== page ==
Argentina is planning economic crisis measures to avoid major devaluations
Argentina will on Monday announce a new round of emergency government measures, including raising interest rates by 600 basis points to 97 percent, to try to avert the country’s worst economic crisis in two decades.
The Peronist government is desperate to avoid a major devaluation before the October elections. But the South American country is also running out of foreign exchange reserves as Argentines abandon the rapidly devaluing peso and embrace the US dollar.
Driven by money printing to finance a large government deficit, Argentine inflation hit 1[ads1]09 percent on the year in April, the highest level since 1991. The economy ministry said the new measures, to be announced on Monday, will involve the central bank stepping up intervention in the foreign exchange market to try to slow the peso’s fall.
Economy Minister Sergio Massa is also trying to persuade the IMF to speed up the disbursement of agreed loans and will travel to China on May 29 to seek greater use of the renminbi in foreign trade. Last month, Argentina activated a currency swap with China that allowed it to pay just over $1 billion of its imports this month in renminbi.
The IMF has already shown leniency to Argentina over the past year, giving it more leeway on targets to boost reserves and reduce money printing in an effort to keep a $44 billion loan program on track. It is unlikely to want to speed up payments in the months before a potential general election, which the government is likely to lose.
Massa also plans to allow food imports at a zero tariff to try to bring down inflation, a first in a country that is one of the world’s biggest grain exporters. The government will also lower interest rates on a state-run scheme for Argentines to buy locally produced products on credit, part of an effort to boost national industry.
The latest package of measures does not represent a change of course, rather an attempt to repeat policies of heavy government intervention that have failed to bring down inflation or grow the economy. It also involves risk: constant interest rate rises make servicing a huge pile of domestic debt increasingly expensive.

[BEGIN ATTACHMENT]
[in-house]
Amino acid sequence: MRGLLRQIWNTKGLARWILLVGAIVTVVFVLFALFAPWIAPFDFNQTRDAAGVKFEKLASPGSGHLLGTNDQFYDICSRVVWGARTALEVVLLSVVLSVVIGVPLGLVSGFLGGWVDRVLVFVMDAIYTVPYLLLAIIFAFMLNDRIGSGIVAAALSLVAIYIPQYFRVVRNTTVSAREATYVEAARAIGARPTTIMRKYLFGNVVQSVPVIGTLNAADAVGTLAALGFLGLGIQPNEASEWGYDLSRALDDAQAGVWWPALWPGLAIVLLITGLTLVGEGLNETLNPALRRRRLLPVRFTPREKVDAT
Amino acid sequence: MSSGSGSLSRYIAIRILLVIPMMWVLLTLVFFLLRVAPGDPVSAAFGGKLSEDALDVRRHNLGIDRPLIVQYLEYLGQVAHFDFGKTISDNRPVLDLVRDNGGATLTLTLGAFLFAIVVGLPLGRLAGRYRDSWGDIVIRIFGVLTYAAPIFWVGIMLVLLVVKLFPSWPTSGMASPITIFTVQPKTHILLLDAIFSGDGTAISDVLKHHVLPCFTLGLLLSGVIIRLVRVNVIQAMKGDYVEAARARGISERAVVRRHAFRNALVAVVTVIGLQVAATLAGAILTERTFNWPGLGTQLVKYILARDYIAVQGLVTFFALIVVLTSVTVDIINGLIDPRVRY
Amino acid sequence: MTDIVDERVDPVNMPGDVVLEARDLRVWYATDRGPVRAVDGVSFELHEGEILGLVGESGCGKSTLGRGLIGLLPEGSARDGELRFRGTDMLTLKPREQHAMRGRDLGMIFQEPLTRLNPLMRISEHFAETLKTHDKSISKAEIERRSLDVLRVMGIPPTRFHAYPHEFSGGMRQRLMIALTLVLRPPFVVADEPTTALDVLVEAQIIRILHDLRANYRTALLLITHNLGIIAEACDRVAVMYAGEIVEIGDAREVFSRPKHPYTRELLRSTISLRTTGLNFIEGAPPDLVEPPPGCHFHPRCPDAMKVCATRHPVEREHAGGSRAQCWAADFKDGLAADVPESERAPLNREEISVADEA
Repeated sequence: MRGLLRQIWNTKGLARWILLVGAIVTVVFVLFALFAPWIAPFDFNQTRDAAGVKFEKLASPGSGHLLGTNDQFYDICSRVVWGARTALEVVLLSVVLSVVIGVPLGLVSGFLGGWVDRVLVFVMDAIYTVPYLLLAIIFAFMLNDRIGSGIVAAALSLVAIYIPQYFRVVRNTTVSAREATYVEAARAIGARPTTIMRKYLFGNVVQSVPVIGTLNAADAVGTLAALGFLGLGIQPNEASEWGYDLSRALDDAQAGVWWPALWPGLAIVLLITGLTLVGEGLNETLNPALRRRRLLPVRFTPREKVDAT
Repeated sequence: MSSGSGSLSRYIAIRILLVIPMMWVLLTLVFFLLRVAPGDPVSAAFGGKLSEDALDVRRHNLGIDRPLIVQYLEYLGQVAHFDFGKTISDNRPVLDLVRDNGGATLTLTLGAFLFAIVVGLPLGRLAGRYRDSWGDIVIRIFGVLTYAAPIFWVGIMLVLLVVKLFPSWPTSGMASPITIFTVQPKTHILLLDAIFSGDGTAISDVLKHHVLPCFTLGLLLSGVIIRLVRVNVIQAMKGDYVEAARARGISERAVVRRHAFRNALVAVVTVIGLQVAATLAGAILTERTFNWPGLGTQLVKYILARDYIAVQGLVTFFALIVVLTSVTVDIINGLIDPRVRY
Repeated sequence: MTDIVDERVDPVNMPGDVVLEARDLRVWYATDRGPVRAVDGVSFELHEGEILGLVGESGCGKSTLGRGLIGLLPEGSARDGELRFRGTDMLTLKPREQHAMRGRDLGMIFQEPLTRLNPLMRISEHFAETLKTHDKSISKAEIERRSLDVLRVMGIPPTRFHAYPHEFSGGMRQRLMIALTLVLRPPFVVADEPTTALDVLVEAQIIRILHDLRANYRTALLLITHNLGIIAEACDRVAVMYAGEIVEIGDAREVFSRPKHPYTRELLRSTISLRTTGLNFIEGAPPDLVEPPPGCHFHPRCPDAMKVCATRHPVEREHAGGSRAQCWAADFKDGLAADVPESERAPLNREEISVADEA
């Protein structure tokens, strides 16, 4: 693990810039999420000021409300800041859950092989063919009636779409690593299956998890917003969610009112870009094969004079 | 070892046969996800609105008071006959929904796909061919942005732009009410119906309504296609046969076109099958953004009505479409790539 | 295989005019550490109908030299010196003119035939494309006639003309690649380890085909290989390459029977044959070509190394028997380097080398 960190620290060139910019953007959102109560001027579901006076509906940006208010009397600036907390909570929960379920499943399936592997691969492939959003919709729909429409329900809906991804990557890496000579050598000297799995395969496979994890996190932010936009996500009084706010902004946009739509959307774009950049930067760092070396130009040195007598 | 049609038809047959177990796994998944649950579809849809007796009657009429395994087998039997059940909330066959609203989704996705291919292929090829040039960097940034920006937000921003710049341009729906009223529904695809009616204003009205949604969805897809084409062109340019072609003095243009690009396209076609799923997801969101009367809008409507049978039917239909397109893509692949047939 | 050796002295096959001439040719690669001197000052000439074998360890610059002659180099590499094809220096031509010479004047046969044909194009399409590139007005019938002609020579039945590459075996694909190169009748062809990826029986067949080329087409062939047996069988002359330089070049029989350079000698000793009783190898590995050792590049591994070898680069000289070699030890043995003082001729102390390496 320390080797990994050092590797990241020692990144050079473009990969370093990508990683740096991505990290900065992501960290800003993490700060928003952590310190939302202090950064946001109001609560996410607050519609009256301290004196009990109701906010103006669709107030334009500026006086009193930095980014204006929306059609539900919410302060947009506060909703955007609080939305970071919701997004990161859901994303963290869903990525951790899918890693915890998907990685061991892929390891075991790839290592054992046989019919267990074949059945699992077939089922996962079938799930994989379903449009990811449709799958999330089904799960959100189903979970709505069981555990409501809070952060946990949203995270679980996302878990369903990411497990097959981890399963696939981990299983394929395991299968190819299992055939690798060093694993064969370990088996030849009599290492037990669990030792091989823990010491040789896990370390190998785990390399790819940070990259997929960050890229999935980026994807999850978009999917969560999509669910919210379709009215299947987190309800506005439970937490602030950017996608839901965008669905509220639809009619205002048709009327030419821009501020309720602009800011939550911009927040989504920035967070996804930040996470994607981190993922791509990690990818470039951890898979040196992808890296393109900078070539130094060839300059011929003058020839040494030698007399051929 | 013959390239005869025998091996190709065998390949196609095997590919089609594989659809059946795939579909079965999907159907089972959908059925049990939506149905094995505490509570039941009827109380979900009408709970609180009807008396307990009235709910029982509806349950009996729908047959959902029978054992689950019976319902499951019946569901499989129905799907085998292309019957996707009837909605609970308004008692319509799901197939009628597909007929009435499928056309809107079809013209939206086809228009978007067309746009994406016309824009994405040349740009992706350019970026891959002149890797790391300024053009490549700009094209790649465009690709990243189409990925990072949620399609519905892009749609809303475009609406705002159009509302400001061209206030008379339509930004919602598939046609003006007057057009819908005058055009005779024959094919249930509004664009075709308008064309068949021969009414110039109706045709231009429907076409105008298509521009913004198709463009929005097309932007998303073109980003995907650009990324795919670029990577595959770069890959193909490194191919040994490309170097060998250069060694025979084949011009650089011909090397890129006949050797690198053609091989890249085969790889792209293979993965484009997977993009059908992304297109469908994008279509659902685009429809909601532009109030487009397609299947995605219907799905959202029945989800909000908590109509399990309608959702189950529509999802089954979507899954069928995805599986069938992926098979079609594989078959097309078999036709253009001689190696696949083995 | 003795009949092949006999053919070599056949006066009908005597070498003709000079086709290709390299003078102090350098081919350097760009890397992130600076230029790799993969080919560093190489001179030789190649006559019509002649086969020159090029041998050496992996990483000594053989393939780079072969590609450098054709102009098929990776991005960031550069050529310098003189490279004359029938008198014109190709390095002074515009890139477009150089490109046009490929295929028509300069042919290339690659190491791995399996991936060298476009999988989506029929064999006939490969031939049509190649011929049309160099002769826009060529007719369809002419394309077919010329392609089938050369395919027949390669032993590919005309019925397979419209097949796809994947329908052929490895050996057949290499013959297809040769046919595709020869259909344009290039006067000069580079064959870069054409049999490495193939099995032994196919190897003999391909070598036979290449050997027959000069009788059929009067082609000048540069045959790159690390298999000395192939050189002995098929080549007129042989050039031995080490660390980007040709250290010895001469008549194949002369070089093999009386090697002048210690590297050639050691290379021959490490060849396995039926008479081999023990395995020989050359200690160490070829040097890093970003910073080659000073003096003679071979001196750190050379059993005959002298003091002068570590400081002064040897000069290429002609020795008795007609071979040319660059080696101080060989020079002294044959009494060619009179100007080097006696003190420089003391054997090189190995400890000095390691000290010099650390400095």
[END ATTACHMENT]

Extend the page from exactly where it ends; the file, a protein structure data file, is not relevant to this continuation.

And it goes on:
“This just kicks the can a few inches down the road,” said Hector Torres, a former managing director of the IMF and Argentine diplomat who is now at the Canadian think tank CIGI.
“I have nothing against central banks using reserves to smooth out volatility and fight speculators. But we are already out of reserves, deeply in debt to the IMF, without access to capital markets. In that situation, it is reckless to sell what we owe to the IMF to support an exchange rate that is clearly not sustainable. It can only invite speculators to bet on a new standard.”
Economists have criticized the government’s currency and price controls for creating huge distortions, deterring investment and depressing production. Many forecasters expect Argentina to enter recession this year, with Oxford Economics projecting a 1.6 percent drop in GDP, the worst outlook for any major Latin American economy.
Amid a bitter row over politics between President Alberto Fernández and his powerful vice-president Cristina Fernández de Kirchner, Massa is seen as one of the Peronist movement’s few remaining options as a presidential candidate for the October election.
However, his plan to try to patch up the economy with temporary interventions to avoid painful austerity ahead of the election has run into increasing difficulties, compounded by a severe drought that has hurt agricultural exports. Massa’s chances as a candidate now depend on the success of his financial plan over the next few months.
The center-right opposition has yet to agree on a presidential candidate this year, with support split between Horacio Rodríguez Larreta, the centrist mayor of Buenos Aires, and conservative law-and-order candidate Patricia Bullrich.
A far-right candidate, Javier Milei, has risen rapidly in the polls and could yet reach a second round if he can increase support beyond greater Buenos Aires. Milei has campaigned on a radical anti-establishment platform that includes abolishing the central bank and dollarizing the economy.